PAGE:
Starting at the Beginning: Studying Genesis As We Reopen
Starting at the Beginning: Studying Genesis As We Reopen
Allow me to state the obvious: it has been a long time since we have met together with our churches and with the students in our ministries. I am sure that none of us, as we prepared our ministry for 2020, could have possibly foreseen the cluster of events that has turned our world upside down. Now, as the world slowly moves back towards normal rhythms, we must begin to prepare to meet the questions and hurts of our students.
When we are able to meet together again, we will meet in a context of nationwide pain and confusion over the coronavirus and the protests following the death of George Floyd. For our students, this time will be incredibly important in how they are shaped for the rest of their lives. Studies show that major world events are fundamental in shaping the way we relate to the world around us. Studies show that 9/11 and the Great Recession have had massive implications on the way Millennials relates to money, makes life decisions, and interacts with the world. In this moment of global turmoil, it seems likely that this moment will have similar implications for the lives of our students.
It is essential for youth ministers to bring gospel truth into our students’ lives as they process these events. This is why in the youth ministry I lead, we will be studying the Book of Genesis over the summer.
The Beginning of Life
The Book of Genesis begins by speaking to the origins of all that is good in this world: the Triune God himself. Into the void, he brings forth life, beauty, and order. Chief among his creation is the making of man and woman in his own image (Gen. 1:27). He empowers human beings as his vice-regents on earth, to protect it and lead it into flourishing (Gen. 1:28-30; 2:15). The paradigm for human flourishing is established: God and human beings dwelling together.
In the wake of so much darkness, it is essential that we point students toward God’s original intention for the world. As they observe death from disease and death from injustice, we must shepherd this rising generation in the beauty and importance of protecting life. The Book of Genesis, written by Moses to a people entering a land filled with foreign people and foreign gods, teaches that the people of God are to be champions of life, stewards of good, and promoters of flourishing following their Creator God. Not only does he promote flourishing in his original design, but he also acts to promote flourishing in the face of evil.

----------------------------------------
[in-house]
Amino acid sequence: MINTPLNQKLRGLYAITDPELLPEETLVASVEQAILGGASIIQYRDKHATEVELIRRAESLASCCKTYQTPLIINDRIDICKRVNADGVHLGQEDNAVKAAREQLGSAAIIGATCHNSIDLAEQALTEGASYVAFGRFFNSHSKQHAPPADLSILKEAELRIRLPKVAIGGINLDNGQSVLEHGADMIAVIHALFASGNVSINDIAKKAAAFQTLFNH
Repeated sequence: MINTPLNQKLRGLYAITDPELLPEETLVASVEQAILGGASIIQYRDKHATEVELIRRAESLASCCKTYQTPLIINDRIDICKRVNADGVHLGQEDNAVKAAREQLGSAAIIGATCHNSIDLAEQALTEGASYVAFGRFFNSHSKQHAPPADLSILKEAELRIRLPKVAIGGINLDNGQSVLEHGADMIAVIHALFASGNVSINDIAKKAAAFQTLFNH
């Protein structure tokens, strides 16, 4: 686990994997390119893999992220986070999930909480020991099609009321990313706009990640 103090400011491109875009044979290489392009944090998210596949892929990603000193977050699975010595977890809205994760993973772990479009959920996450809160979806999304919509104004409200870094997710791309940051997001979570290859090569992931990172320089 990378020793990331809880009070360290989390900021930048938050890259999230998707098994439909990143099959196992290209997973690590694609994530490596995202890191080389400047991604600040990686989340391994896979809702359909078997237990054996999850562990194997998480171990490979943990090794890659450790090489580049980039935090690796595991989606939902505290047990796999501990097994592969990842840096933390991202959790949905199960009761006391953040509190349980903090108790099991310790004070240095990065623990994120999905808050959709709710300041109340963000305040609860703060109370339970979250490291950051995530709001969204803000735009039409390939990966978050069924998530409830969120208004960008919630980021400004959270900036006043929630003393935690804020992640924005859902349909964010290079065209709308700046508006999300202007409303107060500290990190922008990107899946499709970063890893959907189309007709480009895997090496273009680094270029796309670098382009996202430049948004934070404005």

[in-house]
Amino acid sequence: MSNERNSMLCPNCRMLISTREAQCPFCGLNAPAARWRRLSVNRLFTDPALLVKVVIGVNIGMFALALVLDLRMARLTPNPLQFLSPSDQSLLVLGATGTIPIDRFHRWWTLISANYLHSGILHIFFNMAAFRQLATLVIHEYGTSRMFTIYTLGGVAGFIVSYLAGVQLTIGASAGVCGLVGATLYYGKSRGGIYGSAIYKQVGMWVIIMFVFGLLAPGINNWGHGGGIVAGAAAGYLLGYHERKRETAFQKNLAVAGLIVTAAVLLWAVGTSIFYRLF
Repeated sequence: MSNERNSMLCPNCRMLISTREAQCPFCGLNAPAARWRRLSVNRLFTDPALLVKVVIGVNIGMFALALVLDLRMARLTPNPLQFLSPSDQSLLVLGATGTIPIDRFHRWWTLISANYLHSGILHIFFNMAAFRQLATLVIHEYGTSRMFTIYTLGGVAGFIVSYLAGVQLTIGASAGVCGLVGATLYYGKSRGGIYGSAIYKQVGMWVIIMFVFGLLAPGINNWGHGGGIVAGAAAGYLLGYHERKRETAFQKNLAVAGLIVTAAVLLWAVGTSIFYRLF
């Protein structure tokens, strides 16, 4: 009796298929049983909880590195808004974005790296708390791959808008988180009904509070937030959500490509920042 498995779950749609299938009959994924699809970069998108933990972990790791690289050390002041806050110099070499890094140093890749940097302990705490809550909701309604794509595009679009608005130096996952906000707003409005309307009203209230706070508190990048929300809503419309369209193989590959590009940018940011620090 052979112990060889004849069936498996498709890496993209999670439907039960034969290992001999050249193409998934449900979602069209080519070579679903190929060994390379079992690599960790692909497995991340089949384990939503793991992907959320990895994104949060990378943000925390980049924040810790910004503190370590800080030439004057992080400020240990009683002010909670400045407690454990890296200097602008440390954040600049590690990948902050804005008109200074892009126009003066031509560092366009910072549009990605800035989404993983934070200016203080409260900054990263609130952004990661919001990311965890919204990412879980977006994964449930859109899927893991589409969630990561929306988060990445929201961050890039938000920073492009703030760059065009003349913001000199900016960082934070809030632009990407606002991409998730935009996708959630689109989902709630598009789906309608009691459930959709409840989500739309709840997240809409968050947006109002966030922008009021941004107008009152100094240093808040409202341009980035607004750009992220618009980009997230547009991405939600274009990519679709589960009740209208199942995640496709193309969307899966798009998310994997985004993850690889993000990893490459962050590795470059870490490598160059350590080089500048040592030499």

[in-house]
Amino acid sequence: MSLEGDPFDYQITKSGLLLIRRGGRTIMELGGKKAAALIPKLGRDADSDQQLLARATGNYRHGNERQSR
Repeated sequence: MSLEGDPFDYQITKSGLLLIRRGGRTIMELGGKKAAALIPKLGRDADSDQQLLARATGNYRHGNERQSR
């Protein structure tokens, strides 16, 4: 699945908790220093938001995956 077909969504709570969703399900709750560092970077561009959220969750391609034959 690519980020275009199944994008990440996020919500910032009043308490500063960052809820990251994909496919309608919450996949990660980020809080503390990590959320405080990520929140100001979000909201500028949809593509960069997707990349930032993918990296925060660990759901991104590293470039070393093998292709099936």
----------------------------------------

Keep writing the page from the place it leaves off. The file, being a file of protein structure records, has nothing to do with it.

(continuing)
The Beginning of Evil
For many students, the days we are currently living in will be the most poignant experience they have with evil on a large scale. This may be one of the first times that they confront difficult questions about a world broken by sin.
In response to these questions, Genesis speaks profound truths that the loss of life and societal injustice is not God’s original intention for the world. Instead, evil has entered this world through human beings’ failure to know God (Gen. 3). It is sin that has turned family against family (Gen. 3:12; 4:1-16; 27:41; 38) and caused wickedness to reign in society (Gen. 4:17-26; 6:1-8; 11:1-9; 19:1-29; 34; 39). We are meant to see death and devastation as set against God’s original intentions, revealing the true depth of the world’s brokenness. Moreover, it reveals to human beings the need for redemption.
The Beginning of Redemption